Yara Blog


No Paper, No Land, No Compensation.


Saturday, March 23rd, 2013  

Bild 5It was when I traveled home from school for the Christmas and New Year holidays that I noticed the changes that have taken place in my hometown. My family lives in Ijebu-Ode in Ogun State, and since the coming into power of the ACN government in 2011, there have been series of development projects across the state. The latest of such projects in Ijebu-Ode is the attempt of the government to expand the busiest road in the town known as Folagbade or Ibadan road. This road was built during the regime of Olabisi Onabanjo, the first Civilian Governor of Ogun State. It is a dual carriageway comprising of three lanes on each side. The present administration, in line with its urbanization drive, felt the need to further expand the road by widening it to four lanes on each side. Whether this project is desirable, considering the huge expense involved, the fact that funding for the project will come from loans, or that there was hardly any traffic build-up on the road to justify the expansion, is not the focus of this paper. That will be an issue for discussion in another forum.

The issue that piqued my interest was the controversy over the issue of compensation for those affected by the road expansion project. The entire length of the road is bounded on both sides by houses, offices, banks, and even religious places of worship. The government, under its inherent power as absolute owner of land, compulsorily acquired all these lands and buildings along the road to pave way for the project. However, the government stated categorically that only those with documentary evidence in form of Certificates of Occupancy and other documents of title as proof of their ownership will be compensated.

There is clearly nothing wrong with the government providing the machinery to ensure that only people with genuine claims over land are compensated for the loss of their land. However, the attempt to pay compensation only to people with certificates of occupancy and documentary evidence clearly amounts to the government doing the right thing the wrong way. Documentary evidence is not the only means by which title to land is proved in Nigeria. Rather, it is one of several means of proving ownership of land. In practical terms, the documents are only prima facie evidence of ownership. The court of law, on various occasions where the validity of a certificate of occupancy has been in issue, has found reasons to impeach the document where it was procured by fraud or misrepresentation. Thus, the certificate of occupancy is often regarded as the least acceptable means of establishing title to land.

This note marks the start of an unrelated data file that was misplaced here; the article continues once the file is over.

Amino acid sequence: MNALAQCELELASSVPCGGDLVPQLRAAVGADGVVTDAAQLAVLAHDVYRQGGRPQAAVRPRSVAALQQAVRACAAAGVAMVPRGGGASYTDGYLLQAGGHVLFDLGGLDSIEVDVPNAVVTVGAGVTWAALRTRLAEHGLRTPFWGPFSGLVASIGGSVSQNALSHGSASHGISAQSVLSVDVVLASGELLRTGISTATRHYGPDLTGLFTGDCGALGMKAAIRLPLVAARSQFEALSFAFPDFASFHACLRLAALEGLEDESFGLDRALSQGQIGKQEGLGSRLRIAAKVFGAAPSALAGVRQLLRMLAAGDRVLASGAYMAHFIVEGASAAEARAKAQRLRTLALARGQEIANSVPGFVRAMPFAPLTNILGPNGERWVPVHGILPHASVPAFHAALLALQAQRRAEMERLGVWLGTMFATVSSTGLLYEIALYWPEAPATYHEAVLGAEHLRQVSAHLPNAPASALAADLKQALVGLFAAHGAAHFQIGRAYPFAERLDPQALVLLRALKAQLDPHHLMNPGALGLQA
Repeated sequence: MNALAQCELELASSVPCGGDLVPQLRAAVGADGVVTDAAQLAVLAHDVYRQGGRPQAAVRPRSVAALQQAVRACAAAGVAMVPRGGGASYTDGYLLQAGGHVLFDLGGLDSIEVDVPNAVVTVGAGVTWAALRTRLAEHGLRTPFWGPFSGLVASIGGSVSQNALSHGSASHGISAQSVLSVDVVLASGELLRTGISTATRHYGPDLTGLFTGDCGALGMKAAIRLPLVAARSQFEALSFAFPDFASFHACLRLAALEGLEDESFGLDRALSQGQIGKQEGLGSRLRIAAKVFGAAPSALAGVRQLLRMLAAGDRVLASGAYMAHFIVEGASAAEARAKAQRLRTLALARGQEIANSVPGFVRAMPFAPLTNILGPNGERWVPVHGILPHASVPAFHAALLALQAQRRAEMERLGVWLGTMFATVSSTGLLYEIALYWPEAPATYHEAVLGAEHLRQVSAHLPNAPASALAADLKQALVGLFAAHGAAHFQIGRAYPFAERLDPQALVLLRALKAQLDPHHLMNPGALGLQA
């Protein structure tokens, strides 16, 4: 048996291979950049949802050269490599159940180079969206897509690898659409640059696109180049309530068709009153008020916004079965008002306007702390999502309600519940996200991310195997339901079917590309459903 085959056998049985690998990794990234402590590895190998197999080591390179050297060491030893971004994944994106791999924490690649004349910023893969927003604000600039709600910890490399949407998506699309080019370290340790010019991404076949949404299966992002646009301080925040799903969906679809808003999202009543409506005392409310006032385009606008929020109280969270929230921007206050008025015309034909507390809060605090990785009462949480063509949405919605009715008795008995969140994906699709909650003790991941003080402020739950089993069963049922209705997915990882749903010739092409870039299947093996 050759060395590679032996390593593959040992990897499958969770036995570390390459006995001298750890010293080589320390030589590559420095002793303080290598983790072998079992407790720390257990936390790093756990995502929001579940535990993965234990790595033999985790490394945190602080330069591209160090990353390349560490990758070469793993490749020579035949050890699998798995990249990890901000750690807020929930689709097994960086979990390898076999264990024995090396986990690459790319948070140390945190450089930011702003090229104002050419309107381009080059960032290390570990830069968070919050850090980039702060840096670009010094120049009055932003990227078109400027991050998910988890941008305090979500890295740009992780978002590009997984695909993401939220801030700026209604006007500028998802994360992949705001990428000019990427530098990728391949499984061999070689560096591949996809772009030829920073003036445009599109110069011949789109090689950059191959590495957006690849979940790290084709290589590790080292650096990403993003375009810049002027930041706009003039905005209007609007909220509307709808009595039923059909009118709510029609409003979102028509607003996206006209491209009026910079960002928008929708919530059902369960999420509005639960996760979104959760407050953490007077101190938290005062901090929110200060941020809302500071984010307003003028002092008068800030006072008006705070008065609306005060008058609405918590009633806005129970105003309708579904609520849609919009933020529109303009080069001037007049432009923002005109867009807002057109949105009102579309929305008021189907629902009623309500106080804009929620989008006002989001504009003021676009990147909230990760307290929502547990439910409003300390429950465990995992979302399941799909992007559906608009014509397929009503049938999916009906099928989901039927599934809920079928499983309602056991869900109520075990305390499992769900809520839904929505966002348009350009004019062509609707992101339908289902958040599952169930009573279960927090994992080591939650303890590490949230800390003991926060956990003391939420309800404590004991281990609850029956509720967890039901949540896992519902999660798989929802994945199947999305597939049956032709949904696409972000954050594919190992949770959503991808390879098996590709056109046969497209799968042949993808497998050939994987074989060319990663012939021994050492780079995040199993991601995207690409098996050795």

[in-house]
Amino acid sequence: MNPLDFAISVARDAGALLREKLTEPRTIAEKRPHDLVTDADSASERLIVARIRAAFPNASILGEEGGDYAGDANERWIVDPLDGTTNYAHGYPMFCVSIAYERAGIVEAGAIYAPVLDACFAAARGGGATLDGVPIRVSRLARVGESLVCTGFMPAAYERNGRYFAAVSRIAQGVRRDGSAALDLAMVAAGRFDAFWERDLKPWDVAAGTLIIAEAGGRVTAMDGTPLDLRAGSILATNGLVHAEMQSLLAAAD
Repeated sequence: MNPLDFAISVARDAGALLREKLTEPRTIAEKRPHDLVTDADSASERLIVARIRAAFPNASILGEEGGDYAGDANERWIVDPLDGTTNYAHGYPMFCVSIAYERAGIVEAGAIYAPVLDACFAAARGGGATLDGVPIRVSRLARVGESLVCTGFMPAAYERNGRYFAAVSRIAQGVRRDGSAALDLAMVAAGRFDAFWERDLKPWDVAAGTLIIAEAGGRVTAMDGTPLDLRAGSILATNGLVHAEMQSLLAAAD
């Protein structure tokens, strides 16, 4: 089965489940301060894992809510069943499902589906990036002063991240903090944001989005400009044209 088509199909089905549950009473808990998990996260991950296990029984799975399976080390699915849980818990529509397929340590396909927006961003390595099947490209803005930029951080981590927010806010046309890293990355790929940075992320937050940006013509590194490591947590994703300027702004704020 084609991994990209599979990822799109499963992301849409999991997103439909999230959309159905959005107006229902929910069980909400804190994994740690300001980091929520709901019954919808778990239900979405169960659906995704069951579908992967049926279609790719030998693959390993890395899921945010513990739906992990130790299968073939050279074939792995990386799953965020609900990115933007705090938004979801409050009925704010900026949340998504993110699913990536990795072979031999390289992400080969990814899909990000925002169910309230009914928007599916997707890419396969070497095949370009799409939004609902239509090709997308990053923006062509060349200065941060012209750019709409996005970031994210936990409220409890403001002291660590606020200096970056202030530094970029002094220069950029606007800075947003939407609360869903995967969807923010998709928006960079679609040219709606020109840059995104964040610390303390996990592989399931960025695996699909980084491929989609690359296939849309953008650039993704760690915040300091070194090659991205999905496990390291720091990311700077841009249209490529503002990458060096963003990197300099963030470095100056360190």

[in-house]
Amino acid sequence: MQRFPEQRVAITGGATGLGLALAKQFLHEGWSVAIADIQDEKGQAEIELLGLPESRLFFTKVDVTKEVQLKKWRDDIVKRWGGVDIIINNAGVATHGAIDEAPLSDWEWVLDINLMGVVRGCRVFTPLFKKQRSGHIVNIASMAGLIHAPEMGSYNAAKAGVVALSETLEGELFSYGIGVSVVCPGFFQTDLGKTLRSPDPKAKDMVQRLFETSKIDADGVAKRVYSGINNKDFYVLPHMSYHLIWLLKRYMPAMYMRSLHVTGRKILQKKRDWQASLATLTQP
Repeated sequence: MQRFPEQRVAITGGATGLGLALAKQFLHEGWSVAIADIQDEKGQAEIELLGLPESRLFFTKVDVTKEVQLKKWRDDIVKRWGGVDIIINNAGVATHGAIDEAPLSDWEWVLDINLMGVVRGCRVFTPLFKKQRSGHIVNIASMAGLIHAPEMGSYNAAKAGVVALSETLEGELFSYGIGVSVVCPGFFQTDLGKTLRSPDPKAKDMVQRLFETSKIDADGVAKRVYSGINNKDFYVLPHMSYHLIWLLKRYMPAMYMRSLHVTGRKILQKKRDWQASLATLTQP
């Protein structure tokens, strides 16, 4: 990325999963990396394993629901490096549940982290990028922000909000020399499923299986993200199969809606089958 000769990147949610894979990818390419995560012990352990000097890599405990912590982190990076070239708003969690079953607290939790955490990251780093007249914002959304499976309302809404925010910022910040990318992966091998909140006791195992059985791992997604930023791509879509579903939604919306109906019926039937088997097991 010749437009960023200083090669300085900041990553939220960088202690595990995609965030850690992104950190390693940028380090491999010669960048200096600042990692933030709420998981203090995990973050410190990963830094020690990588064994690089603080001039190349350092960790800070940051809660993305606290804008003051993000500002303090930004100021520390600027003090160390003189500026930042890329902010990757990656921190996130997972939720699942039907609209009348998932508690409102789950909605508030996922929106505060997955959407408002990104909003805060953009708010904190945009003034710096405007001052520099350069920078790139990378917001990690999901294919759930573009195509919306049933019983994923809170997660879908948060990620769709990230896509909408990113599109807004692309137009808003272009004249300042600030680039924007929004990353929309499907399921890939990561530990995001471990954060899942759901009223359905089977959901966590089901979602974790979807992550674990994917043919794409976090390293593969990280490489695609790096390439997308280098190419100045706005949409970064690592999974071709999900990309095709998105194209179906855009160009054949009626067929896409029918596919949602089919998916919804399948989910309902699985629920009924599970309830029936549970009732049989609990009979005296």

Other means through which title to land can be established include acts of long possession, traditional history and exercise of rights of ownership over land for a long period of time, which raises a presumption of ownership. All these means of proving title to land are recognized under Nigerian statute and case law.

The Land Use Act, which converted all title to land to a right of occupancy, made provisions for the protection of rights that were in existence before the commencement of the Act. Such owners of land are deemed grantees of a right of occupancy, and there is no obligation on them to obtain a certificate of occupancy as evidence of their title. Only actual grantees of a right of occupancy are obligated to possess a certificate of occupancy as evidence of their grant.

Similarly, the Supreme Court in Ogunleye v. Oni, held that where a certificate of occupancy is issued to another person over a piece of land to which another person’s right subsists, the certificate would not be worth the piece of paper it is written on.

The above analysis is to show that the certificate of occupancy is not the only acceptable means of proving title to land. Where the state government continues to insist on compensating only those with certificates of occupancy, it will then be contravening the law. What the government should do is to set up a panel of inquiry, where people without documentary evidence of their title can prove their ownership through other acceptable means. The panel will also be able to verify the authenticity of whatever certificate of occupancy is presented to it, to ensure that the certificate was not issued in contravention of a subsisting and valid land right. If the government can do this, it would have saved itself the considerable trouble and expense of a barrage of litigations it would have to grapple with from aggrieved landowners under its present scheme.

Yinka 

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